After 25 years, Daniel Villegas’ name has been cleared.
Daniel Villegas, a 41 year old El Paso man, was charged with capital murder in the 1993 deaths of Armando “Mando” Lazo and Bobby England.
Daniel Villegas, who was 16 years old at the time, was accused of fatally shooting Lazo and England on April 10, 1993.
He first went to trial in 1994, but a mistrial was declared after a jury was unable to reach a unanimous verdict.
Villegas was convicted of capital murder by a jury in a second trial in 1995.
After serving 18 years in prison, the conviction was overturned by the Texas Court of Criminal Appeals.
On April 10th, 1993, Armando “Mando” Lazo, 17, and Bobby England, 18, along with Jesse Hernandez, Juan Medina, were walking home from a house party when a car pulled up slowly behind them and quickly pulled away.
According to surviving witnesses, the car then turned around and headed back in the direction of the group, came to a stop, and someone from the back seat opened fire killing Lazo and England.
Witnesses said they heard a burst of gunfire — five or six shots all at once — and police recovered six .22 shell casings in the street.
In their initial statements to police on April 10, Medina and Hernandez said they could not identify the shooter or give a detailed description of the car, although they said it was probably red or maroon.
The investigation was led by Detective Alfonso Marquez of the El Paso Police Department.
He brought Hernandez back for questioning on April 12.
When Hernandez repeated what he knew and did not know, Marquez became angry and said that Medina had already told police that Hernandez had killed their friends.
The interrogation continued, and Hernandez would later say he was close to confessing to a crime he didn’t commit.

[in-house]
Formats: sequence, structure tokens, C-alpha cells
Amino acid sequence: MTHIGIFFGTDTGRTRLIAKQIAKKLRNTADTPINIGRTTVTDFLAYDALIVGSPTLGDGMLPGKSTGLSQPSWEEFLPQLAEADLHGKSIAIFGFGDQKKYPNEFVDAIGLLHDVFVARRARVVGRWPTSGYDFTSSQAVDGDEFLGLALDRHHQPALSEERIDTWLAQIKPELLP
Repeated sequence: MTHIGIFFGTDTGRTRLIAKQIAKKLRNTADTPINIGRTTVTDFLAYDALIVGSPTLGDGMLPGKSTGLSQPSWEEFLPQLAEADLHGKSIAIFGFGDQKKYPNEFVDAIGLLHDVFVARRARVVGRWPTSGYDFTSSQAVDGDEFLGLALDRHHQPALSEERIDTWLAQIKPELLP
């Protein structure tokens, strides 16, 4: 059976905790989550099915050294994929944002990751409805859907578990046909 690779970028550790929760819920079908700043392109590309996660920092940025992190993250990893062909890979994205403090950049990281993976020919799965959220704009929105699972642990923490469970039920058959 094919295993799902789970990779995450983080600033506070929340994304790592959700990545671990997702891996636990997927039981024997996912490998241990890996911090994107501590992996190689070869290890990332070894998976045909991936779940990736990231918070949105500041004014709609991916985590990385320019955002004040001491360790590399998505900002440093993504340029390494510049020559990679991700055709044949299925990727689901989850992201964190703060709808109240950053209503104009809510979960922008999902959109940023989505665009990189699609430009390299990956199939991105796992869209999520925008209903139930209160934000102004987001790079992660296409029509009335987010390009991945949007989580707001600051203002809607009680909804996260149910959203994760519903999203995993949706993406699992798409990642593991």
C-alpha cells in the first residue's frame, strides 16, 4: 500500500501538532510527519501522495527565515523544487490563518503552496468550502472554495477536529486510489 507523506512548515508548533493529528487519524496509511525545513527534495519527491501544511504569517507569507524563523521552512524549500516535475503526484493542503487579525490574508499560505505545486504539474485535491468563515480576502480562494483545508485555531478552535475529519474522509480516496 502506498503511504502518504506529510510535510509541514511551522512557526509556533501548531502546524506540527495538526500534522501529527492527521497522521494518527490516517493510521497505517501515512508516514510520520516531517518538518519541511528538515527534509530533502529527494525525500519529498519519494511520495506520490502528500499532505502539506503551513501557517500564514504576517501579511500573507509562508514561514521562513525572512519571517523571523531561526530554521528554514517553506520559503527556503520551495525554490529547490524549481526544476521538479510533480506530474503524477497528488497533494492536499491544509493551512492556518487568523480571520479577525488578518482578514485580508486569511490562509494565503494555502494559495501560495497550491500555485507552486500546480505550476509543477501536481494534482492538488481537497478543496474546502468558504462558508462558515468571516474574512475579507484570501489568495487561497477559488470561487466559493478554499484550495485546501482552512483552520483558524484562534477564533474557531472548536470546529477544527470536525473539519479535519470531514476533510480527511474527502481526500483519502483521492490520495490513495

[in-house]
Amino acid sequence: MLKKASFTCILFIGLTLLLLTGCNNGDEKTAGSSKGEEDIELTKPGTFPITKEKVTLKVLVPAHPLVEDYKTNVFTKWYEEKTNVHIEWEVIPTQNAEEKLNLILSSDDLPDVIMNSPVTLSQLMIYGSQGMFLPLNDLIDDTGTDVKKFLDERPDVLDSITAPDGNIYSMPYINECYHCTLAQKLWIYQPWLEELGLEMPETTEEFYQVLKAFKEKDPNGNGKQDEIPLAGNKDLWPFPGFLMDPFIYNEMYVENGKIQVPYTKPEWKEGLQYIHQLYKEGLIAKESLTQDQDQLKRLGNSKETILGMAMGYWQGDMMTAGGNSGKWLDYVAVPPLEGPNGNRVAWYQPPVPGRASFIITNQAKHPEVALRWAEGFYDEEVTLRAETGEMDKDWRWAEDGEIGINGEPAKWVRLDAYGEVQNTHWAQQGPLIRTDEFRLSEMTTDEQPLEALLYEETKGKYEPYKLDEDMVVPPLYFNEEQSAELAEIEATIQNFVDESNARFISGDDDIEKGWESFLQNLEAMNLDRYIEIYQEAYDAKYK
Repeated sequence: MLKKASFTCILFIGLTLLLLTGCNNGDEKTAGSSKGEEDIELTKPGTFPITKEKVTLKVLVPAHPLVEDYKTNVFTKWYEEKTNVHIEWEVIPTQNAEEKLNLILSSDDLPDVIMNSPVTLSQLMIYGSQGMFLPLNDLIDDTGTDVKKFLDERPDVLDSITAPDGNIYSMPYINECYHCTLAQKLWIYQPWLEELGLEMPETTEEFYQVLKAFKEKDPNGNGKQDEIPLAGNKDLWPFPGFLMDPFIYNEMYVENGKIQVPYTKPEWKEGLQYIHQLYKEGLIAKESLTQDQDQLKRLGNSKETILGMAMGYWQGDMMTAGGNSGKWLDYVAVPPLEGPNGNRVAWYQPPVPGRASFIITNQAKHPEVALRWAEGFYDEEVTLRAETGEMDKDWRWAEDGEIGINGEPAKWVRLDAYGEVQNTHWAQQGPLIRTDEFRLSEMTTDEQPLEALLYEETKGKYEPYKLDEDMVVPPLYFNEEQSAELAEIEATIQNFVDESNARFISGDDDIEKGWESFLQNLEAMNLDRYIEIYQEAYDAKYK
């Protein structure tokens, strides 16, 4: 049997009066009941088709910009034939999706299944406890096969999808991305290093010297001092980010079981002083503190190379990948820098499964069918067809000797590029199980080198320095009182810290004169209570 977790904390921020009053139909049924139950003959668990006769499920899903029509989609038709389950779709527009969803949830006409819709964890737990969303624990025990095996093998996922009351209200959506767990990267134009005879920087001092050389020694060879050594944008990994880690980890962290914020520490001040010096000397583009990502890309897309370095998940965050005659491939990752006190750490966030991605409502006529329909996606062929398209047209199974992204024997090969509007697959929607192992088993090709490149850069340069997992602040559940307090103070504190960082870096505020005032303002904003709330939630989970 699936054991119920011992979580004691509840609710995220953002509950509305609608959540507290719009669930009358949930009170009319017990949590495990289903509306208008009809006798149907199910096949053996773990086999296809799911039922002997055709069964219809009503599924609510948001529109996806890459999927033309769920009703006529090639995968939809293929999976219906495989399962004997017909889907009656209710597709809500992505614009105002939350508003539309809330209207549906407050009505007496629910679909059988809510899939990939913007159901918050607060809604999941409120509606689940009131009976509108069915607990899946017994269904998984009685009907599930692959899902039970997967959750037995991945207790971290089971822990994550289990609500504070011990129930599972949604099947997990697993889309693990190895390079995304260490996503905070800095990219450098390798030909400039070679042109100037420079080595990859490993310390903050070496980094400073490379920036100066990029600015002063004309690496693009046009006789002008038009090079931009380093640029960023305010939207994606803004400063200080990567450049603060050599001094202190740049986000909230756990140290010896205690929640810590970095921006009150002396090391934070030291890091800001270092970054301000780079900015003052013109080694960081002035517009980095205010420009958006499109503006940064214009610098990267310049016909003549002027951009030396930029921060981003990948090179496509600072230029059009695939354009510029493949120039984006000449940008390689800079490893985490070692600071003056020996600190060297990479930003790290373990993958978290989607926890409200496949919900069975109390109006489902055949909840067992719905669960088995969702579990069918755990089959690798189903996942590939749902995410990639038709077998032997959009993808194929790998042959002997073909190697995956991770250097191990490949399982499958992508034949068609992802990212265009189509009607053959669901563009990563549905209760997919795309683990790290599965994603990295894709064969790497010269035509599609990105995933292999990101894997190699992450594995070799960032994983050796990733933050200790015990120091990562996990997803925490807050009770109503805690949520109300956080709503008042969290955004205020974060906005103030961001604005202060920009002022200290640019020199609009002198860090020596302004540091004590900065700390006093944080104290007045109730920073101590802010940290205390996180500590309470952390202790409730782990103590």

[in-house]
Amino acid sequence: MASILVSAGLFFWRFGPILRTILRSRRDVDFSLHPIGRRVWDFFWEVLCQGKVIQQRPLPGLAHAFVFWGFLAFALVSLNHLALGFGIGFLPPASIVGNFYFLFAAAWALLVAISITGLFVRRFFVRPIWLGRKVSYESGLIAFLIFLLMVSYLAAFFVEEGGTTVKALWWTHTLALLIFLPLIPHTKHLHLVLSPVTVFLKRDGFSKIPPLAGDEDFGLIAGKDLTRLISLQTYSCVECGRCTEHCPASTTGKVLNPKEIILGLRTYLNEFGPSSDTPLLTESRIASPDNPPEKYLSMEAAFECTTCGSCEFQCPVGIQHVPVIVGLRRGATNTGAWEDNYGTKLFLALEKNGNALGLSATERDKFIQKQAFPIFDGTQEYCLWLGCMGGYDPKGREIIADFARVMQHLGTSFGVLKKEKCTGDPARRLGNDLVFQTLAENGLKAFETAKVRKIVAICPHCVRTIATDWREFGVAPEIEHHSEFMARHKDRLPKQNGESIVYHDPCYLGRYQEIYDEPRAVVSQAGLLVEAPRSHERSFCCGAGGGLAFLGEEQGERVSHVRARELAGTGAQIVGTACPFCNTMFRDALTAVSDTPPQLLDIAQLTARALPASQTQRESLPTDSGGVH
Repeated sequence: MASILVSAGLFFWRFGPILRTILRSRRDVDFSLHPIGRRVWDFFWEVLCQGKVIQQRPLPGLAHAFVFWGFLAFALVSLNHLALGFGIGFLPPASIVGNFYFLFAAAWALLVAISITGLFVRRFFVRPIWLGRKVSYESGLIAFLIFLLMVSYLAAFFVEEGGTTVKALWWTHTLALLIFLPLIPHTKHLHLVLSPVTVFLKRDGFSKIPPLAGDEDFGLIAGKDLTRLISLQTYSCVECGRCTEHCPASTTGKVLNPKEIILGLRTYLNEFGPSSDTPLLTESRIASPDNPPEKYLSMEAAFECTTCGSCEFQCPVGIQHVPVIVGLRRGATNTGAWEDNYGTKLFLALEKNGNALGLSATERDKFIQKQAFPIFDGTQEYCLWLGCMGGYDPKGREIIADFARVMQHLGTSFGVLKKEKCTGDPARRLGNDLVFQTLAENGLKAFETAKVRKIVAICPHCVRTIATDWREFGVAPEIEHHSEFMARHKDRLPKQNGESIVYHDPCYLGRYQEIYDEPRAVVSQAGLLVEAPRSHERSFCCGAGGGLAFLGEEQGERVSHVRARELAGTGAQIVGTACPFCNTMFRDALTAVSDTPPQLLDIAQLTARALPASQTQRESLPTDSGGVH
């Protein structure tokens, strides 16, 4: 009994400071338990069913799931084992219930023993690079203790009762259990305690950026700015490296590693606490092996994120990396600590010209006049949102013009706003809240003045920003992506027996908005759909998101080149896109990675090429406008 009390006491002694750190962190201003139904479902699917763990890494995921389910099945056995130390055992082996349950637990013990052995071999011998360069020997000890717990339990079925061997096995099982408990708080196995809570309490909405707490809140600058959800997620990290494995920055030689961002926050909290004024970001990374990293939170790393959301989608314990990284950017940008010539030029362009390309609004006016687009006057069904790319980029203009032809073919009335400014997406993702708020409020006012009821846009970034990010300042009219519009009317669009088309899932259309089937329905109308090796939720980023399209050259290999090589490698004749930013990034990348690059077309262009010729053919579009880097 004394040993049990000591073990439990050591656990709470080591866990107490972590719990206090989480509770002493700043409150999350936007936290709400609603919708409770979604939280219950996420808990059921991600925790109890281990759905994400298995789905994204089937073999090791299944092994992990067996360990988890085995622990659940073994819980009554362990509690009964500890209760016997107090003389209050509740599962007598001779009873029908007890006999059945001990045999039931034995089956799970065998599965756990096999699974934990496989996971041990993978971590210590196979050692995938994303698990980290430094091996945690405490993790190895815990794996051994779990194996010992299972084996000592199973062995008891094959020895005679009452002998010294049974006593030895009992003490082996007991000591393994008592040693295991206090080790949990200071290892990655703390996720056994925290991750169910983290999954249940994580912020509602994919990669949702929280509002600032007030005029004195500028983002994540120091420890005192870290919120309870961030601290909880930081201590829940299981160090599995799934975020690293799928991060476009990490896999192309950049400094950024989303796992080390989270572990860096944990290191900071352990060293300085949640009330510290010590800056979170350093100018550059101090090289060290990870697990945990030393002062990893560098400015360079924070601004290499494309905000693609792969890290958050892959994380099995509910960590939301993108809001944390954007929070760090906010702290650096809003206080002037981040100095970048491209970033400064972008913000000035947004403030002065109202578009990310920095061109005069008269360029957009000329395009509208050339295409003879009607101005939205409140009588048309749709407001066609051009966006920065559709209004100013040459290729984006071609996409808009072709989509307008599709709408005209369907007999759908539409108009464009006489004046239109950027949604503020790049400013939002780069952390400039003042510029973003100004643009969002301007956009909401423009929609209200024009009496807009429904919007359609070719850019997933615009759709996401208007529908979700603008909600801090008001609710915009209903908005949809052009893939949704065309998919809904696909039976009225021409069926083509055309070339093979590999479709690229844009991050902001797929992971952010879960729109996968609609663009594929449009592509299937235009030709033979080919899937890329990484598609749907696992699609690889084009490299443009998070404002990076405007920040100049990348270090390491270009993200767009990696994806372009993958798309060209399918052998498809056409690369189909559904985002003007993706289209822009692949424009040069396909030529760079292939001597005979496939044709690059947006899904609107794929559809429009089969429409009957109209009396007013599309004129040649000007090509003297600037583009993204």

Three days later, after receiving a tip, Marquez and other officers arrested Michael Johnston, who was 15.
He was handcuffed to a chair, interrogated for eight hours, threatened with the death penalty, and told that his friends had already implicated him in the shooting.
Marquez told the boy that he would be raped in jail if he did not confess.
Johnston then gave a statement saying he shot Lazo and England.
He was never charged, and Marquez would later acknowledge the confession was false.
Daniel Villegas: How a joke landed him in jail for 25 years
On April 21, Marquez brought in David Rangel, who was 17, for questioning.
Again, Marquez said that others had implicated Rangel in the shooting, and that if he didn’t come clean, he would spend the rest of his life in prison and be sexually assaulted because he was young and pretty.
Rangel told Marquez that his cousin, Daniel Villegas, said he had shot Lazo and England with a sawed-off shotgun.
He added, however, that he was sure Daniel Villegas, who was 16, was joking, as he was always boasting about things that in truth he hadn’t done.
After Rangel wrote down a statement that included the shotgun, Marquez told him to do it again, this time leaving out the type of weapon used.
The final statement Rangel signed was inconsistent with the statements of Medina and Hernandez, as well as the evidence gathered at the crime scene.
Rangel said that Villegas was in a black car, not a reddish car, and that Villegas had told him he chased Lazo and shot him a second time at the house, although no shells were found there.
That same day, Rodney Williams, who was 15, was brought in for questioning.
A detective interviewed him but said the boy had nothing new to offer.
Then Detective Scott Graves took over. Williams asked to see his mother. Graves refused the request. The interrogation lasted around six hours.
Williams initially said he and Villegas were not involved with the shooting; they had been watching television at a nearby apartment. Graves said that was a lie.
He told Williams he would go to prison where he would be raped, but that if he signed a statement implicating Villegas, he could go home.
The Coercive Statement
In his statement, Williams said he and Villegas went out on the night of April 9, which was Good Friday, with Fernando Lujan, Marcos Gonzalez, and Enrique Ramirez, who was driving a white sedan.
He said they stole a case of beer from a convenience store and just after midnight came upon the four young men on Transmountain Road.
Some words were exchanged, and then Villegas started shooting. Williams said Villegas killed England first and then shot Lazo in the back as he ran away. Williams was charged with murder, although the charges were later dismissed for insufficient evidence.
At 10:00 p.m. on April 21, Gonzalez and Villegas were arrested at Villegas’s home. At the time, the police only had an arrest warrant for Gonzalez, who was 18.
Part of the story culled from– Ken Otterbourg./ www.law.umich.edu